Determined to work their way up, these young boys — 10 to 15 of them — from the 40-odd families in the colony, had no idea how to take it forward till they found willing supporters among the firemen at the local fire station. A few of the boys who dropped out of high school or failed their tenth grade are now registering themselves with the Kerala Public Service Commission (KPSC) and are preparing to write various examinations that would help them secure a government job at various levels. The firemen who are providing the support say these boys are on the right track.
“Some of these are boys are very talented but the circumstances are such that most of then drop out after a few years in school. Over the years, having listened to all these stories about these children, we thought that we should do something for these kids. It was tough, but slowly they realised that studying and getting a job is the right way to earn that respect from the society,’’ Shaijesh, a Fireman at Perambra Fire and Rescue Service told Firstpost.
Now, these men double up as their teachers and mentors. Evening classes are conducted at the colony which often go beyond academics and bring in the aspects of social awareness and motivational talks. “We are in a whole new world at the moment and we want to ensure that this goes ahead and changes our colony completely. We are also trying to get our young brothers and sisters into this,’’ added Prakash. The girls have have also taken big strides, though their numbers are few. Aparna and her sister Ashwathy are the only two girls who have now made it to the graduation level from the colony. Aparna is studying bachelors in Sanskrit at a local college.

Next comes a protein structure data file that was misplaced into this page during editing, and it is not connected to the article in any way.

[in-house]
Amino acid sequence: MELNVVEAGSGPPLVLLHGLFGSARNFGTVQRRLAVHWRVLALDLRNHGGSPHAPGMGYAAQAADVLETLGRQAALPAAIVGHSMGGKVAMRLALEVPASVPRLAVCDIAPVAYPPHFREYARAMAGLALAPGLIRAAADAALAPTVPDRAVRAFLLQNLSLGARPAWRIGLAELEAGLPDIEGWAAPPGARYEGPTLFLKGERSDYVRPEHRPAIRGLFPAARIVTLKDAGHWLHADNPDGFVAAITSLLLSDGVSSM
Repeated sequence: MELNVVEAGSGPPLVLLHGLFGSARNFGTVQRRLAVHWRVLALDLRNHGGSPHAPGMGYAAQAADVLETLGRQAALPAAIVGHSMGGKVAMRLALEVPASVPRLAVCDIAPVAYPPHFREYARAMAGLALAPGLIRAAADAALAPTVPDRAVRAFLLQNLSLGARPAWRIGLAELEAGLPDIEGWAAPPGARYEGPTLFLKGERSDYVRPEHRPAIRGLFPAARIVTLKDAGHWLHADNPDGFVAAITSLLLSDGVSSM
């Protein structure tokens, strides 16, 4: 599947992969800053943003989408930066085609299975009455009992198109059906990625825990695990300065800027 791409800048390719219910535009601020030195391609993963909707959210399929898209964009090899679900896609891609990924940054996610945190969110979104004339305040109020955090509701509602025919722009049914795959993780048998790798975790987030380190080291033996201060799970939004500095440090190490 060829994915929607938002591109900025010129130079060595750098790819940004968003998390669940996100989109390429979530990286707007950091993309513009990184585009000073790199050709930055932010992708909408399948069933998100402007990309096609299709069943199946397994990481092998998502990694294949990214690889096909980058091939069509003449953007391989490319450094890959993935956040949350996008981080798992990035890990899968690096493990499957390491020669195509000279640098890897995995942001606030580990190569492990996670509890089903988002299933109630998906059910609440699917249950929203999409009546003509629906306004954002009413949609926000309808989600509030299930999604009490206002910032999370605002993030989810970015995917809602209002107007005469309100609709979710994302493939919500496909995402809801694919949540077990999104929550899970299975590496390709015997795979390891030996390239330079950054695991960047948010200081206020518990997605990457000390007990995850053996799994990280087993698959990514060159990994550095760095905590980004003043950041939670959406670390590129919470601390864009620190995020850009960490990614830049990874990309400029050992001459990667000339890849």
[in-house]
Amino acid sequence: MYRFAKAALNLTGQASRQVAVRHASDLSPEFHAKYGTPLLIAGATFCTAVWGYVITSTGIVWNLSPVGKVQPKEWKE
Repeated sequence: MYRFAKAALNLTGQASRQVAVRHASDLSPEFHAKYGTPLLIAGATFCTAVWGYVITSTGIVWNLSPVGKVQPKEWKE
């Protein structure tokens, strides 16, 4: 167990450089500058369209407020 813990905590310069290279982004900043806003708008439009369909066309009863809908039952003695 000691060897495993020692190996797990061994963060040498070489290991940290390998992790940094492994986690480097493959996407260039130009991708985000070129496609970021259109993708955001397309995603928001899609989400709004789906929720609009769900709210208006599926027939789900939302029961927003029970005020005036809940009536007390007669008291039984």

“We have seen how people used to look at us when we were younger — like we are from some other planet. Now that is changing and we realise that the change has come because we wanted things to change,” said Aparna.
A ‘Dalit only’ school
Even as the colony gears up for change, there is no such change at the Government Welfare School nearby. The school has a ‘smart classrooms’ and a ‘pedagogy parks’ but there are no takers other than the 14-odd Dalit kids. “What is worse is that these children clearly understand that nobody else wants to come here to learn and play with them as this is just ‘their school’. This worries me a lot because whatever we do unless these kids get to sit with non-Dalit children, how will they assimilate into the society? Nobody understands the psychological imprint this segregation leaves on the young minds here,’’ said Thettayil.
Rather than sending them to a local school nearby, where again they stand the chance of being discriminated at a young age, they send them to far-flung schools and also help them get accommodated at hostels run by the Ministry of Schedule Caste and Tribal Affairs close to those schools. Most of them return after finishing Class X or Class XII with a will to make a difference to their social status through education.